Sick build­ing syn­drome

SFX: The Sci-Fi and Fantasy Magazine - - Reviews -

re­leased 18 March 15 | 119 min­utes

Di­rec­tor Ben Wheat­ley

Cast Tom Hid­dle­ston, Si­enna Miller,

Luke Evans, Elis­a­beth Moss

Last time some­one adapted a JG Bal­lard novel, it caused quite the furore: the Evening Stan­dard’s critic la­belled David Cronenberg’s Crash “be­yond de­prav­ity”, and the Daily Mail called for a ban. While Ben Wheat­ley’s take on a sim­i­lar work is un­likely to pro­voke the same in­ten­sity of re­sponse ( the fact it’s a 15 cer­tifi­cate shows how far we’ve come…), it should in­spire a fair few au­di­ence walk­outs.

Bor­der­line dystopian fan­tasy, Bal­lard’s blackly comic 1975 fa­ble of the fragility of civil­i­sa­tion is set in an apart­ment build­ing whose well- heeled res­i­dents grad­u­ally, in­ex­pli­ca­bly, de­scend into sex­ual deca­dence and tribal vi­o­lence. Like Cronenberg be­fore him, Wheat­ley takes an ap­pro­pri­ately de­tached, coolly Kubrick­ian ap­proach. He’s scrupu­lously faith­ful to the source – Bal­lar­dians will nod ap­pre­cia­tively on hear­ing some of the au­thor’s clin­i­cally crisp phras­ing vo­calised ver­ba­tim.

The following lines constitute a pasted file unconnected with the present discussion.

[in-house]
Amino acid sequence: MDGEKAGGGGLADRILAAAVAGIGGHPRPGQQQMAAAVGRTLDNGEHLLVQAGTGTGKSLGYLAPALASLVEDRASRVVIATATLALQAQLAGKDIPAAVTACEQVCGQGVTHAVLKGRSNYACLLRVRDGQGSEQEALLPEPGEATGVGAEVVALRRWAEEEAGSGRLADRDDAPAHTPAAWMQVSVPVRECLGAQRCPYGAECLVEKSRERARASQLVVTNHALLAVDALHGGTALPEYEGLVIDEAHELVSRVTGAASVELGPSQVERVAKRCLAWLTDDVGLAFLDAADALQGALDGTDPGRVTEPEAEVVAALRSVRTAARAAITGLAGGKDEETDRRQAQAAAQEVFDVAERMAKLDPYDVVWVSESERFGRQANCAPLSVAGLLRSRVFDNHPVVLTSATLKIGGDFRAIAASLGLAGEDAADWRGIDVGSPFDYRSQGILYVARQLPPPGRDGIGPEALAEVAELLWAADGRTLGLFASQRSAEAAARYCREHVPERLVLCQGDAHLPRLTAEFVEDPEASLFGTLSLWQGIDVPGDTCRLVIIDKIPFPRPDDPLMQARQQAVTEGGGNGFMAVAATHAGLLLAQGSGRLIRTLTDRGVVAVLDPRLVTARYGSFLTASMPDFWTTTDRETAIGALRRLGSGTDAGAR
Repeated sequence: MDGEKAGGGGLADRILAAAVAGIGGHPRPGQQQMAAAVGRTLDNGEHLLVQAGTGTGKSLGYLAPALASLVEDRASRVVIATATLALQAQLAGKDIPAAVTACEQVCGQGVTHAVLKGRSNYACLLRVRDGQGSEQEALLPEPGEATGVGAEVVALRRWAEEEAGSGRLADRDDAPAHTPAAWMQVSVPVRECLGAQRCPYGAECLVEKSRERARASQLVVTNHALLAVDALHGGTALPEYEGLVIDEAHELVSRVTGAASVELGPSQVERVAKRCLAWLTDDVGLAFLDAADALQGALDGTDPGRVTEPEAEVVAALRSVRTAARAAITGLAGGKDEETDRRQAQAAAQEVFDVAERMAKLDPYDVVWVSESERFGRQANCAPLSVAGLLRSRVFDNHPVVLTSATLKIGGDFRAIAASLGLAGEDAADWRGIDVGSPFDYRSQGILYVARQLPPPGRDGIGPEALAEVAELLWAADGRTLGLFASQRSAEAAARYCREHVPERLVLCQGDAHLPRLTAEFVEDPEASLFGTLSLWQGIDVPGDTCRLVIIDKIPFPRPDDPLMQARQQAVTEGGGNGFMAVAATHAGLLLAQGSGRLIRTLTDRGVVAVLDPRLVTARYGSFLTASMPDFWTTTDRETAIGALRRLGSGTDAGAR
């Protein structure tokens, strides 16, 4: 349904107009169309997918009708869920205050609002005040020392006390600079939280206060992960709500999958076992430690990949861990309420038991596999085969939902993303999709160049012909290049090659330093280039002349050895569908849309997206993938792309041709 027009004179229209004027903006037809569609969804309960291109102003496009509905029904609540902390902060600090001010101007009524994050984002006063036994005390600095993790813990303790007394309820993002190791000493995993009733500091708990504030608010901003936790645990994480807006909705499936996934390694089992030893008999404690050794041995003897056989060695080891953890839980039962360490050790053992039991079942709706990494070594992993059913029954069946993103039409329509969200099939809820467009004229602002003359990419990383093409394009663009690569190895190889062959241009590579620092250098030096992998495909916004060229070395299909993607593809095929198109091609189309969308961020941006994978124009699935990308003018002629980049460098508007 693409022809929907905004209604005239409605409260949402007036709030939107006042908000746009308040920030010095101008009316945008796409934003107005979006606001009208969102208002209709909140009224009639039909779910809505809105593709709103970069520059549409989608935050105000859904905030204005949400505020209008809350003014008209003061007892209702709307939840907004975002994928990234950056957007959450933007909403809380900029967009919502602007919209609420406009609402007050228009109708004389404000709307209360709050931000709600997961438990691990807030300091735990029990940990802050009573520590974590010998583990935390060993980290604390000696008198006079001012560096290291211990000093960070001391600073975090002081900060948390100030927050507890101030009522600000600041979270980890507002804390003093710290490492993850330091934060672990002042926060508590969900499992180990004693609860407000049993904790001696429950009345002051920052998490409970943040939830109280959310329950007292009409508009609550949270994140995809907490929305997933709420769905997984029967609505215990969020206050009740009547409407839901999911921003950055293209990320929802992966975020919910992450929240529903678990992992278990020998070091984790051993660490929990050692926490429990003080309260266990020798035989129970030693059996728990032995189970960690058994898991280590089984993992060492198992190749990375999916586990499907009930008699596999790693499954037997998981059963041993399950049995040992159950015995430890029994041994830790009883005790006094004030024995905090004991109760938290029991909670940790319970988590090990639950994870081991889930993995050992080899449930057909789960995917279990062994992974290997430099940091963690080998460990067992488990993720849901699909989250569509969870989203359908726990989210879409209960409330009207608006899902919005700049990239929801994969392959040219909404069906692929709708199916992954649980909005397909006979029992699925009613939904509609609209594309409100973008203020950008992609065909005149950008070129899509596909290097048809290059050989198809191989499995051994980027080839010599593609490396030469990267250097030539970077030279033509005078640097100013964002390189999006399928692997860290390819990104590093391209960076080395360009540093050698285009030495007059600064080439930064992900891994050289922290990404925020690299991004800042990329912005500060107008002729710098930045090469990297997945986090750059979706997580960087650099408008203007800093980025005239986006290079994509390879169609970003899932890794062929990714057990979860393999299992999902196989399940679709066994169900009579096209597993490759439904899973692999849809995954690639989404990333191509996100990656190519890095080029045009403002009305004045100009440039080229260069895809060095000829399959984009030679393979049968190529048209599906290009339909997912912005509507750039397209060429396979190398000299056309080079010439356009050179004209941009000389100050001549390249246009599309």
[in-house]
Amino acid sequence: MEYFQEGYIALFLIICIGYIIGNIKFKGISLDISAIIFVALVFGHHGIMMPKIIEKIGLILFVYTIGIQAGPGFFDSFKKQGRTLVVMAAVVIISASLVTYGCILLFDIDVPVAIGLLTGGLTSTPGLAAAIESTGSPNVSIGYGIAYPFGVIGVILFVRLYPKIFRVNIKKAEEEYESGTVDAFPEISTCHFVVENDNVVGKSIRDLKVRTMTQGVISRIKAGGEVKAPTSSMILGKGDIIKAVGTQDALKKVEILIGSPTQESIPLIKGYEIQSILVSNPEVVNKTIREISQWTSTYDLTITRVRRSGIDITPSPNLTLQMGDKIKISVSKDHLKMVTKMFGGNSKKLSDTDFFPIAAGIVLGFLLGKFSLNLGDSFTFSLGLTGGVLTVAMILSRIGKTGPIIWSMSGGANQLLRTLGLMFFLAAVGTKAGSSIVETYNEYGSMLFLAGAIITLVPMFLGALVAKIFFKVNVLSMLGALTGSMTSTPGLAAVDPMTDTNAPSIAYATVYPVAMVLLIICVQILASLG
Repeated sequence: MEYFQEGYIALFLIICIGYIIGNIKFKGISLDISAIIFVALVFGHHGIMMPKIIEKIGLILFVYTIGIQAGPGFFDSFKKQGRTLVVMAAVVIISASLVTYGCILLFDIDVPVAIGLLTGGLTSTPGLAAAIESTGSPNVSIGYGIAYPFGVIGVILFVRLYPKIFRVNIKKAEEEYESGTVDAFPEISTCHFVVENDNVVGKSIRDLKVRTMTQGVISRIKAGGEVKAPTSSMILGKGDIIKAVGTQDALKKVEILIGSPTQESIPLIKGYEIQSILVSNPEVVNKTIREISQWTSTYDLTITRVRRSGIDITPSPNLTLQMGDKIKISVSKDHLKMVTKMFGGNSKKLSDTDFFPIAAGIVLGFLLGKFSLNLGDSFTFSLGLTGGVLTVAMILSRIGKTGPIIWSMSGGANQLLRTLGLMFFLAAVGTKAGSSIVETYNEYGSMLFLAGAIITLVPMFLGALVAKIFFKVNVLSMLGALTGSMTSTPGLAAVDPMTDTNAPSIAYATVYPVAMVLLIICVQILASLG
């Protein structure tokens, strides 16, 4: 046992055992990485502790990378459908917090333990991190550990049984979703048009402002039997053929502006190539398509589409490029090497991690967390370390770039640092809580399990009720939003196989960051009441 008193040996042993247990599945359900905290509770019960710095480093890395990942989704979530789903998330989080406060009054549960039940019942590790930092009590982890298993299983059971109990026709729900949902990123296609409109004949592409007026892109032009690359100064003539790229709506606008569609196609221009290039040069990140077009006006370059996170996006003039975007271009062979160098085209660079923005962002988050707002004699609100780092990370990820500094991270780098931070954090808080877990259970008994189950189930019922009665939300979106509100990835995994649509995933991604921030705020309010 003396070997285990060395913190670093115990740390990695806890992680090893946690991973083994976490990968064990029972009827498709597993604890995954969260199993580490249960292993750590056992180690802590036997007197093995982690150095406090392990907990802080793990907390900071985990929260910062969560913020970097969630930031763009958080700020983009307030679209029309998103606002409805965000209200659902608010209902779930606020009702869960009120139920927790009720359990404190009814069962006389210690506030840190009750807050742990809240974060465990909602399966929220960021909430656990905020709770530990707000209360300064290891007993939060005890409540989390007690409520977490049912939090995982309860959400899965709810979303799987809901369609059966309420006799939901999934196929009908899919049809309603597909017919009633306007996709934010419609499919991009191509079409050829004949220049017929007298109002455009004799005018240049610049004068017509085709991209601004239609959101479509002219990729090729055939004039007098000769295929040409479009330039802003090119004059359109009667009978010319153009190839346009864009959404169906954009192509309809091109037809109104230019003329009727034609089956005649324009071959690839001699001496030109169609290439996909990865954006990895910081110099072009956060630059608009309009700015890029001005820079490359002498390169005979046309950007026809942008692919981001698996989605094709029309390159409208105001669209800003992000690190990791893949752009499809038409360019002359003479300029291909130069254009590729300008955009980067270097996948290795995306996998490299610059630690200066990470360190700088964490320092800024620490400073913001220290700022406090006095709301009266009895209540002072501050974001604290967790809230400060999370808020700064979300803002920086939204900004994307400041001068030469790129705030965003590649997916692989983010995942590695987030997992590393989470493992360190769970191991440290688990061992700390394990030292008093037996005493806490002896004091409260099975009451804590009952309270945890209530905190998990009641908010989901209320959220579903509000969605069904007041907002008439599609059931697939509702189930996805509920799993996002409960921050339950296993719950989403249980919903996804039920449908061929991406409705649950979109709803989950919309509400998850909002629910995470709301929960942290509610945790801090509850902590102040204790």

There’s still room for in­ven­tion, mind you. Within the beau­ti­fully stylised, strangely time­less vi­sion of the ’ 70s through which Tom Hid­dle­ston’s pro­tag­o­nist passes, Wheat­ley con­jures res­o­nant, bor­der­line- sur­re­al­ist im­ages: fancy dress rev­ellers in Re­gency fin­ery; a mur­der viewed through a child’s kalei­do­scope. The sound­track is im­pres­sively in­ven­tive too, en­com­pass­ing krautrock­ers Can, a mor­dant Por­tishead cover of Abba’s “SOS”, and the de­li­ciously ironic use of Ship­ping Fore­cast snooze- in­ducer “Sail­ing By”.

But Bal­lard’s novel presents chal­lenges which are dif­fi­cult for even the most tal­ented film­maker to over­come. Frankly, there’s not much to it: over the course of 166 pages, a so­ci­ety slowly slides into dog- eat­ing de­range­ment, with no real rhyme or rea­son. It’s dif­fi­cult to spin ten­sion or drama from that – or to make a story about the loss of af­fect it­self af­fect­ing. This is com­pounded by the fact that the film takes about 20 min­utes too long to make the de­scent. Art­house au­di­ences prob­a­bly won’t start rip­ping out seats and for­ni­cat­ing in the aisles af­ter 45 min­utes, but they might po­litely tut at their watches. Ian Ber­ri­man

Both With­nail & I’s Bruce Robin­son and The Man Who Fell To Earth’s Paul May­ers­berg pre­vi­ously wrote High- Rise screen­plays.

Tak­ing time to re­flect.

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